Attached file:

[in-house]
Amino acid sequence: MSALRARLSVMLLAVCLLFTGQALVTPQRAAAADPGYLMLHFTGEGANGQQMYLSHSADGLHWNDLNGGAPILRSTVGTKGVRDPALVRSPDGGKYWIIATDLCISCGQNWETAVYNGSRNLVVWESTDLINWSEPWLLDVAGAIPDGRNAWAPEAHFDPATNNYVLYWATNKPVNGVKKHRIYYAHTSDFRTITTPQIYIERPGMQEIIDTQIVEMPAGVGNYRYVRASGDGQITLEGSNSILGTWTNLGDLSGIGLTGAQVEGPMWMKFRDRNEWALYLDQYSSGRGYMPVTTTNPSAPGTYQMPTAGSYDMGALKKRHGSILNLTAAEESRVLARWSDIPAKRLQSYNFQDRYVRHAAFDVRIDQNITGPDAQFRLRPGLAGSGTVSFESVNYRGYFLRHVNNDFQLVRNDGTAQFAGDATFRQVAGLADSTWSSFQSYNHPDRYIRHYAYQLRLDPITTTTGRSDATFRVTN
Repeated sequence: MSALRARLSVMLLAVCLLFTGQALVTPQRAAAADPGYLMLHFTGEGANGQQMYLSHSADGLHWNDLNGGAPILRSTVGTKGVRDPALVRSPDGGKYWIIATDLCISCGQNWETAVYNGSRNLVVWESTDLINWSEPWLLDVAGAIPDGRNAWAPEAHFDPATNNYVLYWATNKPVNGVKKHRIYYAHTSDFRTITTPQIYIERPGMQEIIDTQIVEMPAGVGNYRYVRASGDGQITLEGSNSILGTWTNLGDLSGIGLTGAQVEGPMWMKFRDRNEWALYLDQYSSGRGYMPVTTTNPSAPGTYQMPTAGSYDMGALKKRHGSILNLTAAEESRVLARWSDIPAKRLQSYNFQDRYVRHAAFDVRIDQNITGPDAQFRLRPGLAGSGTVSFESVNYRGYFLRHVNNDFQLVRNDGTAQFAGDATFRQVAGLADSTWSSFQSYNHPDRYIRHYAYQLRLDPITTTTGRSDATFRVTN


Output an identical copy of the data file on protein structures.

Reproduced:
[in-house]
Amino acid sequence: MSALRARLSVMLLAVCLLFTGQALVTPQRAAAADPGYLMLHFTGEGANGQQMYLSHSADGLHWNDLNGGAPILRSTVGTKGVRDPALVRSPDGGKYWIIATDLCISCGQNWETAVYNGSRNLVVWESTDLINWSEPWLLDVAGAIPDGRNAWAPEAHFDPATNNYVLYWATNKPVNGVKKHRIYYAHTSDFRTITTPQIYIERPGMQEIIDTQIVEMPAGVGNYRYVRASGDGQITLEGSNSILGTWTNLGDLSGIGLTGAQVEGPMWMKFRDRNEWALYLDQYSSGRGYMPVTTTNPSAPGTYQMPTAGSYDMGALKKRHGSILNLTAAEESRVLARWSDIPAKRLQSYNFQDRYVRHAAFDVRIDQNITGPDAQFRLRPGLAGSGTVSFESVNYRGYFLRHVNNDFQLVRNDGTAQFAGDATFRQVAGLADSTWSSFQSYNHPDRYIRHYAYQLRLDPITTTTGRSDATFRVTN
Repeated sequence: MSALRARLSVMLLAVCLLFTGQALVTPQRAAAADPGYLMLHFTGEGANGQQMYLSHSADGLHWNDLNGGAPILRSTVGTKGVRDPALVRSPDGGKYWIIATDLCISCGQNWETAVYNGSRNLVVWESTDLINWSEPWLLDVAGAIPDGRNAWAPEAHFDPATNNYVLYWATNKPVNGVKKHRIYYAHTSDFRTITTPQIYIERPGMQEIIDTQIVEMPAGVGNYRYVRASGDGQITLEGSNSILGTWTNLGDLSGIGLTGAQVEGPMWMKFRDRNEWALYLDQYSSGRGYMPVTTTNPSAPGTYQMPTAGSYDMGALKKRHGSILNLTAAEESRVLARWSDIPAKRLQSYNFQDRYVRHAAFDVRIDQNITGPDAQFRLRPGLAGSGTVSFESVNYRGYFLRHVNNDFQLVRNDGTAQFAGDATFRQVAGLADSTWSSFQSYNHPDRYIRHYAYQLRLDPITTTTGRSDATFRVTN